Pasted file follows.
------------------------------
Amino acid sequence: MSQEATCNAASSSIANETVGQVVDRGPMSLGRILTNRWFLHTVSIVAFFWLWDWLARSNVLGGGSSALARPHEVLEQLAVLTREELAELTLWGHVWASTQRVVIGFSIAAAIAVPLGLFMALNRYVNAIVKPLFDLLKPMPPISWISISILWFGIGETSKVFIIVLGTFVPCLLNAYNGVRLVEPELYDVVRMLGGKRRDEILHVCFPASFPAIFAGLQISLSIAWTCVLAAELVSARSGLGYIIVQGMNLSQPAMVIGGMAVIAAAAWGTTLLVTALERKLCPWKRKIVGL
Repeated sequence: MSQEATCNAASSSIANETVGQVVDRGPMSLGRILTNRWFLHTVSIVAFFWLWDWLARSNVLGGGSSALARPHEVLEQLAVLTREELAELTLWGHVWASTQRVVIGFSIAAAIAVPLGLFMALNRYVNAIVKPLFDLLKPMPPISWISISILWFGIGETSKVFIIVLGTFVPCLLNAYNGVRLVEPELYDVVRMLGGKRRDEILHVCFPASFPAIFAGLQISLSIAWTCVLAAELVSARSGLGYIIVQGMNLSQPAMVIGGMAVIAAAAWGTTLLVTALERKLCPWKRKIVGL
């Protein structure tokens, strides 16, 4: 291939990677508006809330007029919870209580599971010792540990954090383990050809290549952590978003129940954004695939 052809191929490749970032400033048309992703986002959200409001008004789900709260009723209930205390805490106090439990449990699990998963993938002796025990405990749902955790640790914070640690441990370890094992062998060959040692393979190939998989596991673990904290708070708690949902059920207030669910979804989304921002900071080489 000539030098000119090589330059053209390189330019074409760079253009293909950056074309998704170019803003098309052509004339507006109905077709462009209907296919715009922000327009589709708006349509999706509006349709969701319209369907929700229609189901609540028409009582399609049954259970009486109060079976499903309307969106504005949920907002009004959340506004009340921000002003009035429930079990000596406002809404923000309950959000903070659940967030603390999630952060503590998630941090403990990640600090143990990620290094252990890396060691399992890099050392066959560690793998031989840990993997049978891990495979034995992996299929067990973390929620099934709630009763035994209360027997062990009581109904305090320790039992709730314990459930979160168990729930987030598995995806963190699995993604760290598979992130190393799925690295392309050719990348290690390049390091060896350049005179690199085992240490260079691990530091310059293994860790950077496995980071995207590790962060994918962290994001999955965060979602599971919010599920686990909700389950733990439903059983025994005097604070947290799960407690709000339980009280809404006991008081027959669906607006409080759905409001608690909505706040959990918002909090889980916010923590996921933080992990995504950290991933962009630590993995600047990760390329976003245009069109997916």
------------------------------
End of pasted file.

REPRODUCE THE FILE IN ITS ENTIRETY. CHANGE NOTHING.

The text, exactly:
Amino acid sequence: MSQEATCNAASSSIANETVGQVVDRGPMSLGRILTNRWFLHTVSIVAFFWLWDWLARSNVLGGGSSALARPHEVLEQLAVLTREELAELTLWGHVWASTQRVVIGFSIAAAIAVPLGLFMALNRYVNAIVKPLFDLLKPMPPISWISISILWFGIGETSKVFIIVLGTFVPCLLNAYNGVRLVEPELYDVVRMLGGKRRDEILHVCFPASFPAIFAGLQISLSIAWTCVLAAELVSARSGLGYIIVQGMNLSQPAMVIGGMAVIAAAAWGTTLLVTALERKLCPWKRKIVGL
Repeated sequence: MSQEATCNAASSSIANETVGQVVDRGPMSLGRILTNRWFLHTVSIVAFFWLWDWLARSNVLGGGSSALARPHEVLEQLAVLTREELAELTLWGHVWASTQRVVIGFSIAAAIAVPLGLFMALNRYVNAIVKPLFDLLKPMPPISWISISILWFGIGETSKVFIIVLGTFVPCLLNAYNGVRLVEPELYDVVRMLGGKRRDEILHVCFPASFPAIFAGLQISLSIAWTCVLAAELVSARSGLGYIIVQGMNLSQPAMVIGGMAVIAAAAWGTTLLVTALERKLCPWKRKIVGL
């Protein structure tokens, strides 16, 4: 291939990677508006809330007029919870209580599971010792540990954090383990050809290549952590978003129940954004695939 052809191929490749970032400033048309992703986002959200409001008004789900709260009723209930205390805490106090439990449990699990998963993938002796025990405990749902955790640790914070640690441990370890094992062998060959040692393979190939998989596991673990904290708070708690949902059920207030669910979804989304921002900071080489 000539030098000119090589330059053209390189330019074409760079253009293909950056074309998704170019803003098309052509004339507006109905077709462009209907296919715009922000327009589709708006349509999706509006349709969701319209369907929700229609189901609540028409009582399609049954259970009486109060079976499903309307969106504005949920907002009004959340506004009340921000002003009035429930079990000596406002809404923000309950959000903070659940967030603390999630952060503590998630941090403990990640600090143990990620290094252990890396060691399992890099050392066959560690793998031989840990993997049978891990495979034995992996299929067990973390929620099934709630009763035994209360027997062990009581109904305090320790039992709730314990459930979160168990729930987030598995995806963190699995993604760290598979992130190393799925690295392309050719990348290690390049390091060896350049005179690199085992240490260079691990530091310059293994860790950077496995980071995207590790962060994918962290994001999955965060979602599971919010599920686990909700389950733990439903059983025994005097604070947290799960407690709000339980009280809404006991008081027959669906607006409080759905409001608690909505706040959990918002909090889980916010923590996921933080992990995504950290991933962009630590993995600047990760390329976003245009069109997916």